Kada Prasad and LangarOn the way out I bought some kada prasad and then gave it at a counter where it is collected. This is then distributed to all who have come to the temple. I had some kada prasad standing by the holy lake with the sun yet to come out in its full glory.I took in the ghee laden, sugary, flour-based kada prasad and felt fully charged up to start the new journey I had embarked on.Proud Amritsar boy and celebrity chef Vikas Khanna took us to his favourite food joints in Amritsar during the trip. He referred to the langar at the Golden Temple as the ‘kitchen that feeds the whole of Amritsar’. Metaphorically speaking of course. He was alluding to the central role that the Golden Temple played in Amritsar, which is also referred to as the Temple City.And then I was back again at the Golden Temple six months later. This time it was winter. I was in Amritsar covering a dhaba trail across Punjab. The food tasted even better in the biting cold when you craved the comfort of good food.This time we went to Golden Temple around lunch time. The moment I stepped in to the Golden Temple complex, I realised how fortunate I was to return, once again, to the shrine which devotees across the world thirst to visit even once in their lives. I appreciated how fortunate I was in life to get a chance to follow my dreams and that I should cherish this and not squander it.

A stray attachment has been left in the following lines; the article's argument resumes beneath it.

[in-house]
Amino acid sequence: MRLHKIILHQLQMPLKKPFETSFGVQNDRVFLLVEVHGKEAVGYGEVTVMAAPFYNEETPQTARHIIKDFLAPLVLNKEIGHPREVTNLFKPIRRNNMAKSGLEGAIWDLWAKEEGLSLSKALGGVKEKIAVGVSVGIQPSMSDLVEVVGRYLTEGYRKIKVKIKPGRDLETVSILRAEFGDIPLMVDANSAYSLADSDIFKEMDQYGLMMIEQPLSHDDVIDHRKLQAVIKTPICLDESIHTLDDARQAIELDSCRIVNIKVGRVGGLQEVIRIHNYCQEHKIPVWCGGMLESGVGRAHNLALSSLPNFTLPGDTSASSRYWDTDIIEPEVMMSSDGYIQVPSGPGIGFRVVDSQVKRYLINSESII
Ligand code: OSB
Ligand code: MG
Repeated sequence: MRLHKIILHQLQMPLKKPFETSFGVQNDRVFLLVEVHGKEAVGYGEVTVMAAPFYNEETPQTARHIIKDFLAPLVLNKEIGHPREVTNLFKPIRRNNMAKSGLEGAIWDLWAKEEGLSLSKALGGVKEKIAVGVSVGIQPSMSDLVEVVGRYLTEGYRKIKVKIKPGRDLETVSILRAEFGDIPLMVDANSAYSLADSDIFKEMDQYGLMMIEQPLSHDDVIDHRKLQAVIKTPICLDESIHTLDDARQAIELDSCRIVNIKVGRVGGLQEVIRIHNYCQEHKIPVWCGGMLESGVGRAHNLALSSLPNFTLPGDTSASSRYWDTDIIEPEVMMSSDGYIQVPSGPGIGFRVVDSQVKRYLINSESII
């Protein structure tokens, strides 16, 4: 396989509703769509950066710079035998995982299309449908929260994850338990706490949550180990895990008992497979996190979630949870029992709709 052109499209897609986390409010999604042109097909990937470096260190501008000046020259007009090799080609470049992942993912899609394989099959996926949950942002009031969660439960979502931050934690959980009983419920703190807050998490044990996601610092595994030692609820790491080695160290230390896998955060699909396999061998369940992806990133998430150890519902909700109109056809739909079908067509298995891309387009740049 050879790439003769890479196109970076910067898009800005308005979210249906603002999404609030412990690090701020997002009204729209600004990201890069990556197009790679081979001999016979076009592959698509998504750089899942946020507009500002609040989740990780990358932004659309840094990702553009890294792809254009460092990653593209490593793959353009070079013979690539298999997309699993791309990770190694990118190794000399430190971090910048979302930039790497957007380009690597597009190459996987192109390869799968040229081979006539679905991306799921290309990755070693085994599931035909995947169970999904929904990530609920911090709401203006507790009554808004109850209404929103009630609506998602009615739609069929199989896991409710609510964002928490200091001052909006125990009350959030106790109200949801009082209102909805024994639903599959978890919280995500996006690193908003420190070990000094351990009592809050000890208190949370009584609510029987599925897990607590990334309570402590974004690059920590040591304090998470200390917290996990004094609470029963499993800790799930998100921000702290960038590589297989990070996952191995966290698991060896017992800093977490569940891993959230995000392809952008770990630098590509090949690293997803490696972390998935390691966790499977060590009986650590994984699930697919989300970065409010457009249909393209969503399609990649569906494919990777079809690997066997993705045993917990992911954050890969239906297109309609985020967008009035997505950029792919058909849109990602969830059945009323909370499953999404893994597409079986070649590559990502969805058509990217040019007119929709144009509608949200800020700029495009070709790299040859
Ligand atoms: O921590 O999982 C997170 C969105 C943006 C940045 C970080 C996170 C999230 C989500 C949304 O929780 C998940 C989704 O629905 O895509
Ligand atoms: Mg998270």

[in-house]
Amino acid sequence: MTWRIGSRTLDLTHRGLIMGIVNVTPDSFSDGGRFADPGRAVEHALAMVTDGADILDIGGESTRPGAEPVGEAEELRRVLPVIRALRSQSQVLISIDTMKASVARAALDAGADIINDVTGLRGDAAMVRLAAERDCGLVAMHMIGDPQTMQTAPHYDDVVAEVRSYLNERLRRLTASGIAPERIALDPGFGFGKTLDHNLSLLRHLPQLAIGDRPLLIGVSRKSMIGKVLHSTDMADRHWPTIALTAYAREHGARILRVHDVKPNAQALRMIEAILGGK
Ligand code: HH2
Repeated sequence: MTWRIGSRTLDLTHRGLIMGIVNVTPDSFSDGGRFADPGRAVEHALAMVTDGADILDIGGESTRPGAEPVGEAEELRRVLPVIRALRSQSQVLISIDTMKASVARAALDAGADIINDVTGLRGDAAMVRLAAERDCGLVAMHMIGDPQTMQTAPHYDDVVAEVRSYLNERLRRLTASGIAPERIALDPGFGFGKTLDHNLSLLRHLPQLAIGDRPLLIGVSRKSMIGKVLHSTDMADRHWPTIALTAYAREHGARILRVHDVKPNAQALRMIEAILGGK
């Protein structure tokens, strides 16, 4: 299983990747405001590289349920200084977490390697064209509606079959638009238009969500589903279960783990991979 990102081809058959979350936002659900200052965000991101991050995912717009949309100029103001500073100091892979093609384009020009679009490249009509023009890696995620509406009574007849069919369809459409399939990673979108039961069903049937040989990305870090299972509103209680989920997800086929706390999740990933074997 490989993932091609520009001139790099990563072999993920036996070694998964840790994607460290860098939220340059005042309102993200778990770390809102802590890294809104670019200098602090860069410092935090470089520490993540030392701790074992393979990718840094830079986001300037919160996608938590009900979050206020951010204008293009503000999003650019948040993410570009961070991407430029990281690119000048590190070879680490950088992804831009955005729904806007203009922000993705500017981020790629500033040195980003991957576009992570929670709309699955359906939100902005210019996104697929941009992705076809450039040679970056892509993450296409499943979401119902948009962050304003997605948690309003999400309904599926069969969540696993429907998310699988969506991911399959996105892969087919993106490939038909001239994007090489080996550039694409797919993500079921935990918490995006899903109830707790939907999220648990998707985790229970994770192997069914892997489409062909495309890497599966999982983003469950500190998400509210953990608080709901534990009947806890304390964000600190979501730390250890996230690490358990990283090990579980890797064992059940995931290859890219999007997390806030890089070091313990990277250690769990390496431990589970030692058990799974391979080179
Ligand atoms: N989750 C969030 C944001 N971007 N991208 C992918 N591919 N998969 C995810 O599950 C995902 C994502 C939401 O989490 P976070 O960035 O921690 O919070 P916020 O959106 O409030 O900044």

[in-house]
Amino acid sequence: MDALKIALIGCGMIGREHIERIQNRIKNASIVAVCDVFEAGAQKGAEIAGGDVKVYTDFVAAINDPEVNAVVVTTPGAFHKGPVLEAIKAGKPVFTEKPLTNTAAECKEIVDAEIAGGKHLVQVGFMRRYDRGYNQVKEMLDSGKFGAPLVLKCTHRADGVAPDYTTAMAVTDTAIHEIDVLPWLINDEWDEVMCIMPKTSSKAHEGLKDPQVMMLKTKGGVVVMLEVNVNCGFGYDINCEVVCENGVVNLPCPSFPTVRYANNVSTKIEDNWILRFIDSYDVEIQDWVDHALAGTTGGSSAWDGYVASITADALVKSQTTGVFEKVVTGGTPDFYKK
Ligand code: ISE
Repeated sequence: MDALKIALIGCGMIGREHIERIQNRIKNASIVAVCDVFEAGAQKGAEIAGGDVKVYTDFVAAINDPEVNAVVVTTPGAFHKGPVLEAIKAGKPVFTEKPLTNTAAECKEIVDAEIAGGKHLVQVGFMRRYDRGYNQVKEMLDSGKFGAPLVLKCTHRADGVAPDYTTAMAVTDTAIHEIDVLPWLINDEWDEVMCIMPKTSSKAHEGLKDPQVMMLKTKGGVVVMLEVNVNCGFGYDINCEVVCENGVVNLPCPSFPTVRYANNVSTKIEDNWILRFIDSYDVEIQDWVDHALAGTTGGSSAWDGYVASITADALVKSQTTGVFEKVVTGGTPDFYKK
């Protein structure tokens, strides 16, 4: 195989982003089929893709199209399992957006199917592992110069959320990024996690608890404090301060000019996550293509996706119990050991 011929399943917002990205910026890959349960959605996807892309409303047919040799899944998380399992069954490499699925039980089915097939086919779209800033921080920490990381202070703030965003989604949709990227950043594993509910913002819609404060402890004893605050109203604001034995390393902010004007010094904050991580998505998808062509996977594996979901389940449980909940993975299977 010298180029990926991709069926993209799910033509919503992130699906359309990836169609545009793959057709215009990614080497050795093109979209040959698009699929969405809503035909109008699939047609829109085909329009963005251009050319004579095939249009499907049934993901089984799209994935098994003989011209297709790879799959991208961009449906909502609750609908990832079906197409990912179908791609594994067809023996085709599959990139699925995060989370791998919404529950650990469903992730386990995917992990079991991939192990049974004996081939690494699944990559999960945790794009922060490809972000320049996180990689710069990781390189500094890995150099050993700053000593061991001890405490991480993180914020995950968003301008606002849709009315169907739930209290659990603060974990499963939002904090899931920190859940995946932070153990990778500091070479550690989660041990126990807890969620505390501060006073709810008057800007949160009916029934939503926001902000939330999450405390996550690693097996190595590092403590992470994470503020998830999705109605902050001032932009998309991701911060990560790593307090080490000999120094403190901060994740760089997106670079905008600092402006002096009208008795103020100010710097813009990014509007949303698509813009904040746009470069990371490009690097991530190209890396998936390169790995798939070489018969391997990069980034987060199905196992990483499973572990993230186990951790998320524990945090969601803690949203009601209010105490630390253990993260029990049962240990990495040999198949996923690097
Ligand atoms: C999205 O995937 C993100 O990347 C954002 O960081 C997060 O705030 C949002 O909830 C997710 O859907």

Karah Prasad (The Holy prasad offered to devotees at Gurudwaras), Harmandir Sahib, Amritsar, Punjab, whose taste is way beyond what any pastry chef can ever hope to achieve. If we can get a fraction of the goodness of this prasad, and the benevolence of the Sikh community in our daily lives, we'd probably give Guru Nanak a good birthday present !